The Multiparty System: Essential Principles
"A party of order or stability, and a party of progress or reform, are
both necessary elements of a healthy state of political life."
John Stuart Mill, On Liberty, 1859
Political parties have often been portrayed in the popular media as corrupt or incompetent and are frequently viewed as the cause of government gridlock or the failure of democratically elected governments to deal with urgent issues. Political parties may become vehicles for powerful economic interests seeking to dominate the political process for their own private interests or serve as the basis for anti-democratic ideologies, such as fascism or communism, that seek political control over the society. Such negative manifestations of political parties, however, do not negate their essential importance as representative institutions in a democracy, nor the positive impact they may have within them. Political parties are the indispensable vehicles for citizens to engage in the democratic process — no modern democracy has existed without them.
More than two centuries of political history have shown that no democracy can survive without a multiparty system in which the people are free to organize themselves into rival political organizations.
In general, political parties are formed to reflect the spectrum of the people's views, interests, and needs, from their highest ideals to their basest instincts. As the 19th-century British philosopher John Stuart Mill suggests in the quote above, political parties in electoral democracies generally act together to create a balance or compromise between opposing and differing views. Just as importantly, political parties have been the means for inspiring and mobilizing voters to support fundamental political change when it is needed. Even in today’s age of dispersed social communications, idealistic citizens seeking change turn to political parties to carry it out.
More than two centuries of political history have shown that no democracy can survive without a multiparty system in which the people are free to organize themselves into rival political organizations or rival factions within political organizations. Absent the organization of free and independent political parties, power is generally exploited by narrow cliques that pursue their own interests or it is monopolized by a single party that suppresses dissent and dispenses patronage to supporters.
Democracy Is Representative
The founders of the United States, both Federalists seeking a strong national government and Anti-Federalists opposing them, had a strong aversion to democracy. To them, democracy was direct popular rule and often cited the Greek political philosopher Aristotle, who defined democracy as "rule by the passionate, ignorant, demagogue-dominated ‘voice of the people' . . . [that is] sure to produce first injustice, then anarchy, and finally tyranny." What we know today as democracy is representative government. It was this form of self-governance that the founders believed would provide the best protection of liberty against tyranny and also the best means for reflecting the varied opinions and will of the people. In their view, only representative government, with its capacity for debate and deliberation, permitted the balancing of individual interests in a large political community.
The Necessity of Political Parties
Yet, many of the founders were hostile to the idea of political parties. James Madison's Federalist Papers essay No. 10 famously argues that the organization of "factions" (meaning parties) would pose a serious danger to the new union. But America’s own early elections, in which the founders divided among Federalists and anti-Federalists, showed how necessary — and natural — political parties were as a democratic instrument for representative government (see History). They are the means by which citizens identify themselves politically. They organize citizens around ideological and policy platforms, establish the basis for voters to choose their representatives, and collectively represent the broad and diverse interests of the people. It is only in the framework of a pluralist party system that self-governance as the founders conceived it could be carried out.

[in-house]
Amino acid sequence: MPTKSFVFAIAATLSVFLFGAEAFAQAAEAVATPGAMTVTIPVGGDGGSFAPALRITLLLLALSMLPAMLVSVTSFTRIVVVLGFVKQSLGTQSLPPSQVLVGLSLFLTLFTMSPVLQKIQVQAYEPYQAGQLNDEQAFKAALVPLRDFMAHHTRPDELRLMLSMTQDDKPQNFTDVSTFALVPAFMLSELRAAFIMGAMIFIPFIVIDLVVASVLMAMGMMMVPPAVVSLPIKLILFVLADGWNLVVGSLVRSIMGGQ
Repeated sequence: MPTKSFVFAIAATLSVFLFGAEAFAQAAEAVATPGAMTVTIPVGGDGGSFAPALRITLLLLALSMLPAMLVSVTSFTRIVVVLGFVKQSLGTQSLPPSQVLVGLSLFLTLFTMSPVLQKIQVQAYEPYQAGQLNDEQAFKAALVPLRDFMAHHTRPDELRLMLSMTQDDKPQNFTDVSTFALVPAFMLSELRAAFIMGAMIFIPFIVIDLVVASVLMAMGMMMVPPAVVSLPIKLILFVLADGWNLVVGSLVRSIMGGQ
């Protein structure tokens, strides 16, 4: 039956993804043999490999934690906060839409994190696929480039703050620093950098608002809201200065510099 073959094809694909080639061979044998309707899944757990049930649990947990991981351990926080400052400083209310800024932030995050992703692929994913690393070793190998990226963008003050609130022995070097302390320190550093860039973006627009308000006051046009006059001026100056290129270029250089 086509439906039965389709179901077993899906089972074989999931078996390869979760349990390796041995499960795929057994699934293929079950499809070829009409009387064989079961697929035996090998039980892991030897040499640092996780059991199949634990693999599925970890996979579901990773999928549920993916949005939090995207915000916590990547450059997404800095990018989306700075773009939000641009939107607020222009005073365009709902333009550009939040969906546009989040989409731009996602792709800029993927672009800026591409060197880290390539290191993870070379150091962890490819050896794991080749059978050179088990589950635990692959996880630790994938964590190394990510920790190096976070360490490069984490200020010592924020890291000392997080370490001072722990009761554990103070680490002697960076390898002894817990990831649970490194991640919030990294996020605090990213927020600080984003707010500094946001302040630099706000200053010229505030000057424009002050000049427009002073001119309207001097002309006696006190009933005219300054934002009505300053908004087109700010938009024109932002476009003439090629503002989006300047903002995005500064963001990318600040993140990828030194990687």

Types of Electoral Systems & Their Influence on Parties
The multiparty system has many variants, representing the history of the struggle for democracy in different countries (see also History in Free Elections). Political parties in democratic countries are allowed generally to develop on their own, without specific constitutional provisions or mandates defining their number or nature. But partisan patterns are strongly influenced by a country's electoral framework. In both the United States and the United Kingdom, legislative elections are mostly conducted under a "first past the post" system. The candidate with the most votes — whether a majority or a simple plurality — wins the electoral contest. Legislative contests are held in geographically defined, single-member districts. This system favors the development of a small number of large parties since minor parties have difficulty contesting multiple districts.
Under proportional representation (PR) systems, used in most other countries, legislative seats are allocated according to a party's percentage of the vote nationally, regionally, or locally (depending on the election). This means that smaller parties can gain representation without actually defeating larger parties. Because many parties take seats in the legislature, coalitions of two or more parties are often needed to obtain a majority of members in parliament to vote in favor of forming a government, although sometimes one party may dominate to get a majority on its own. There are many forms of proportional representation or PR. Some electoral systems divide the vote into regional multi-seat districts, or require parties to win a minimum percentage to gain representation, or use different formulas (some quite complicated) to convert vote percentages into seats. PR systems generally have thresholds for the percentage of votes needed for political parties to gain seats in parliament. These range from less than 1 percent in the Netherlands to 10 percent in Turkey. Obviously, more parties gain representation with lower threshold requirements.